Amid limited medical supplies, the National Catholic Partnership on Disability released a statement on the sanctity of life, emphasizing that treatment priority is not based on ableism.

“Every patient is worth treating, but not every medical treatment is worth providing. This determination must be based on an evaluation of the potential success of the treatment, not a value judgment about the person requiring aid,” the NCPD said in a recent statement.

According to the New York Times, COVID-19 has infected over 1.4 million people and resulted in over 80,000 deaths worldwide. Hospitals across the U.S. have reported dangerous shortages of necessary medical supplies, including hospital beds and ventilators, causing doctors to make life-or-death decisions.

The organization said, in accordance with the Americans with Disabilities Act, priority of treatment policies and do not resuscitate policies should be based on the medical evidence of a treatment's success.

According to the Office of Civil Rights of the U.S. Department of Health and Human Services, these policies should not be built on “stereotypes, assessments of quality of life, or judgments about a person’s relative ‘worth’ based on the presence or absence of disabilities.”

The priority of treatment must be established with an documentable major organ function criteria, which is applied consistently and without exemptions. The organization said it is permissible to implement DNR policies when the medical treatment is futile and other patients are in need of the same resources.

“For example, a 45- year-old with quadriplegia and respiratory failure is not likely to survive COVID19, despite the family’s desire that ‘everything be done,’” the organization said.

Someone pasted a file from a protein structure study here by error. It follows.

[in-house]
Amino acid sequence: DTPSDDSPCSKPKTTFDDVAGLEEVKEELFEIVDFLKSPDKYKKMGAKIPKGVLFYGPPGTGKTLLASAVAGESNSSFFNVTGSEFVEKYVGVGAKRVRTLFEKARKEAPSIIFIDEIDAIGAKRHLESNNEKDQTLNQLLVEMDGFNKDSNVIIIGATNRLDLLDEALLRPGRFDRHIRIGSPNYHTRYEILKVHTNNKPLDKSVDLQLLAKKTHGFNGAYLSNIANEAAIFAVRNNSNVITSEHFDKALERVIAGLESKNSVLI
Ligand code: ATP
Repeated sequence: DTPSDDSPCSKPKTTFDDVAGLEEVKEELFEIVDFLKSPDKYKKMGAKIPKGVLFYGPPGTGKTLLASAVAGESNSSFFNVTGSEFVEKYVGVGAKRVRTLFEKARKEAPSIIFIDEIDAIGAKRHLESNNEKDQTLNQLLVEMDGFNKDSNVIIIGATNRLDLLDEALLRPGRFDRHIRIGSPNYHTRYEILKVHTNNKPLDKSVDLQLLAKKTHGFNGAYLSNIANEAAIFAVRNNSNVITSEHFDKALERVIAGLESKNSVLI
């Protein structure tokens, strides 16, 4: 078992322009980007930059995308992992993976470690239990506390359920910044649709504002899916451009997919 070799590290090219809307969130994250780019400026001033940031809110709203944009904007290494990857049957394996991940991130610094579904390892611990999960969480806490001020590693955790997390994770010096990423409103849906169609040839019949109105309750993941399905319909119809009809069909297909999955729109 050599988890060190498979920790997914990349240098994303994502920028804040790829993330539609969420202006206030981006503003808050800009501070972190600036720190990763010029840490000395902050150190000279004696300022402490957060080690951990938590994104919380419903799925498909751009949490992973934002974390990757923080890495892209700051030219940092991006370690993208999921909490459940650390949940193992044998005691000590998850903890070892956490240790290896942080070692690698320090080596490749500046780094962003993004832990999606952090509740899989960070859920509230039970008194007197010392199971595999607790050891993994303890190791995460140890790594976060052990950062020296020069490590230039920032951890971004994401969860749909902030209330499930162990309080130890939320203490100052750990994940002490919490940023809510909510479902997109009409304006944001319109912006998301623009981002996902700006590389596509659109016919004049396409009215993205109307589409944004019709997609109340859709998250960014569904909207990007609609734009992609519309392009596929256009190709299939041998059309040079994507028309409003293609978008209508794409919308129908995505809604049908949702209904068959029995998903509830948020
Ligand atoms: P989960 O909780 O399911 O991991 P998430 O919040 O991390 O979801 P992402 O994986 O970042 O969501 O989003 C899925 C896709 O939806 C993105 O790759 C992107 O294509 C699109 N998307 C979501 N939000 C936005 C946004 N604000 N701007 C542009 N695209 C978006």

However, the NCPD said this should only be permitted after a review of objective physiological criteria and families are provided with accessible policies including legal appeal and transportation to other medical practitioners.

The NCPD said treatment should not be biased toward a current or anticipated quality of life determining who is more or less valuable to society. The organization emphasized the dignity of the human person present in all people.

“For example, if an adult man with Down syndrome, who has significant cognitive impairment but no major organ deficits, presents with compromised respiratory function due to COVID19, he should not be denied a ventilator based on an ethic that others who can contribute more to society upon recovery are more deserving,” the organization said.

“As a society the concept of solidarity with fellow human beings dictates that any DNR or triage policy must treat each person as a unique irreplaceable human being. This applies to all human beings, including persons with disabilities.”

During the Day for Life Message in July 2013, Pope Francis emphasized the human dignity of people with disabilities. He said all creatures, no matter their vulnerability, are deserving of respect.

“Even the weakest and most vulnerable, the sick, the old, the unborn and the poor, are masterpieces of God’s creation, made in his own image, destined to live forever, and deserving of the utmost reverence and respect,” said Pope Francis.